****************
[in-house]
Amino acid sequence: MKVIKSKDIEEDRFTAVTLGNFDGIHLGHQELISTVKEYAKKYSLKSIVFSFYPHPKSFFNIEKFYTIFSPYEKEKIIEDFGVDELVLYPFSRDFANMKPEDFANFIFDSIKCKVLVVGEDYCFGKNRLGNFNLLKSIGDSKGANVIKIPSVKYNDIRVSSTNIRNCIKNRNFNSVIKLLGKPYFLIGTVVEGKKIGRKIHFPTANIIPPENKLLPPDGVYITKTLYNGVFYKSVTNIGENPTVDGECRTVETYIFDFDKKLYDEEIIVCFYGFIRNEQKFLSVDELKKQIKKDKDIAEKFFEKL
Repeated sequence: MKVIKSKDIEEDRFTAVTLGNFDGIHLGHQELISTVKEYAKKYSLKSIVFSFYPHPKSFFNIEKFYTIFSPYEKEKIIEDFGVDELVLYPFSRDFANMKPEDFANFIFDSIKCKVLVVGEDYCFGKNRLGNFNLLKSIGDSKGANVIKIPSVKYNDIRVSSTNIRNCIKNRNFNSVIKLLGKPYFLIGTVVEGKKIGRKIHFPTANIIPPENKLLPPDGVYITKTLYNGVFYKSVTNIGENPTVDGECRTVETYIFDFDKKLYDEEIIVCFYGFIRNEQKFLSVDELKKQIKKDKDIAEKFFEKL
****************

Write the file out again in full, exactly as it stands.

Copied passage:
[in-house]
Amino acid sequence: MKVIKSKDIEEDRFTAVTLGNFDGIHLGHQELISTVKEYAKKYSLKSIVFSFYPHPKSFFNIEKFYTIFSPYEKEKIIEDFGVDELVLYPFSRDFANMKPEDFANFIFDSIKCKVLVVGEDYCFGKNRLGNFNLLKSIGDSKGANVIKIPSVKYNDIRVSSTNIRNCIKNRNFNSVIKLLGKPYFLIGTVVEGKKIGRKIHFPTANIIPPENKLLPPDGVYITKTLYNGVFYKSVTNIGENPTVDGECRTVETYIFDFDKKLYDEEIIVCFYGFIRNEQKFLSVDELKKQIKKDKDIAEKFFEKL
Repeated sequence: MKVIKSKDIEEDRFTAVTLGNFDGIHLGHQELISTVKEYAKKYSLKSIVFSFYPHPKSFFNIEKFYTIFSPYEKEKIIEDFGVDELVLYPFSRDFANMKPEDFANFIFDSIKCKVLVVGEDYCFGKNRLGNFNLLKSIGDSKGANVIKIPSVKYNDIRVSSTNIRNCIKNRNFNSVIKLLGKPYFLIGTVVEGKKIGRKIHFPTANIIPPENKLLPPDGVYITKTLYNGVFYKSVTNIGENPTVDGECRTVETYIFDFDKKLYDEEIIVCFYGFIRNEQKFLSVDELKKQIKKDKDIAEKFFEKL